Candidate Requirements
This cross-disciplinary project requires diverse skills in biogeochemistry, microbiology and earth science; few candidates will have all the skills required at the beginning of the project, so the key requirement is enthusiasm and willingness to learn.

CASE or Collaborative Partner
The project benefits from two partners: the Natural History Museum, London, and GNS Science with the University of Waikato, New Zealand. NHM will provide access to state of the art molecular facilities and full training for the candidate. GNS/Waikato will provide expertise and samples from the ice shelf, and may provide an opportunity for field research.

Training
The student will receive exemplary laboratory training at three world-class institutions: Cardiff, Bristol and NHM. At Cardiff they will conduct low temperature experiments to assess microbial activity and physical properties. At Bristol they will learn analytical techniques for assessing the biogeochemistry of extremely low concentration samples. At NHM they will receive training on up to date molecular analyses and imaging. The student will also have the opportunity to visit the collaborating partners in New Zealand to learn about the wider ice shelf processes, and potentially to participate in polar fieldwork. Throughout the project the student will have the support of a supervisory team to develop their scientific skills, and access to a range of training opportunities across the GW4 and NERC.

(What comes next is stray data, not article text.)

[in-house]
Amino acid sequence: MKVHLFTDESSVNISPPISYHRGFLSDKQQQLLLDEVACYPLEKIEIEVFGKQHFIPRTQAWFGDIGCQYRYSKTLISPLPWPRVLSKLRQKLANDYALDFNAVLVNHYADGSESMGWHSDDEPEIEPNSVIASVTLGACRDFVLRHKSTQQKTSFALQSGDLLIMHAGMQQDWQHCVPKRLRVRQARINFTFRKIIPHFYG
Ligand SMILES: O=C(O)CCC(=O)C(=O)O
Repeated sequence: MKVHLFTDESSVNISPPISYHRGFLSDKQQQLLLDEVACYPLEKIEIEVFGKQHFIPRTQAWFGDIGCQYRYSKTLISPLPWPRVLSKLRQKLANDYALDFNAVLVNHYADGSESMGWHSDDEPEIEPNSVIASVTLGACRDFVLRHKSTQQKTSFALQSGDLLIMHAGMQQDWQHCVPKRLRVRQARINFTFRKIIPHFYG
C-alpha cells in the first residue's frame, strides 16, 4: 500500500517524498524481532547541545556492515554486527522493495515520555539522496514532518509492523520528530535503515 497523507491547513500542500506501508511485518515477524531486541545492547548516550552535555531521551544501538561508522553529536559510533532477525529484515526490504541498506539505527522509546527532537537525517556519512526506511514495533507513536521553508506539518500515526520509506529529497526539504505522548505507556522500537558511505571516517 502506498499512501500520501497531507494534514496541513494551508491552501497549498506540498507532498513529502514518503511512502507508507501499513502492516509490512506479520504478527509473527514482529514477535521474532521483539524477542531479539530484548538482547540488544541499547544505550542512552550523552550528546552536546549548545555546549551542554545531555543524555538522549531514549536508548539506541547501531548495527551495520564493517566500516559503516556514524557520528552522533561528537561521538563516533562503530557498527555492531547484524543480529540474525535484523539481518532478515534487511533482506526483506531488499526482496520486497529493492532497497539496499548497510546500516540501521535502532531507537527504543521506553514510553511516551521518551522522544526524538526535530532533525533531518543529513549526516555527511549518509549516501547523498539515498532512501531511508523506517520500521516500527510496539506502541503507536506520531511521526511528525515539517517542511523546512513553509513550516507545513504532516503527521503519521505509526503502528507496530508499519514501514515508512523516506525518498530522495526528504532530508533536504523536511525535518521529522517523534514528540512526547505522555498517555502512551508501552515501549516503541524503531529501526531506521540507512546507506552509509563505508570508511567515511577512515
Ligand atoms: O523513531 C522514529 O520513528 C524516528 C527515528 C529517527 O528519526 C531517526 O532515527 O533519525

Residency:

UK Research Council eligibility conditions apply
Open to UK and EU students. All EU applicants must have been ordinarily resident in the EU for at least 3 years prior to the start of their proposed programme of study.
Applicants from EU countries who do not meet the residency requirements may still be eligible for a fees-only award.

How to apply:

You should apply to the Doctor of Philosophy in Earth and Ocean Sciences with a start date of October 2020, including:

Your CV
a personal statement
two references (applicants are recommended to have a third academic referee, if the two academic referees are within the same department/school)
current academic transcripts.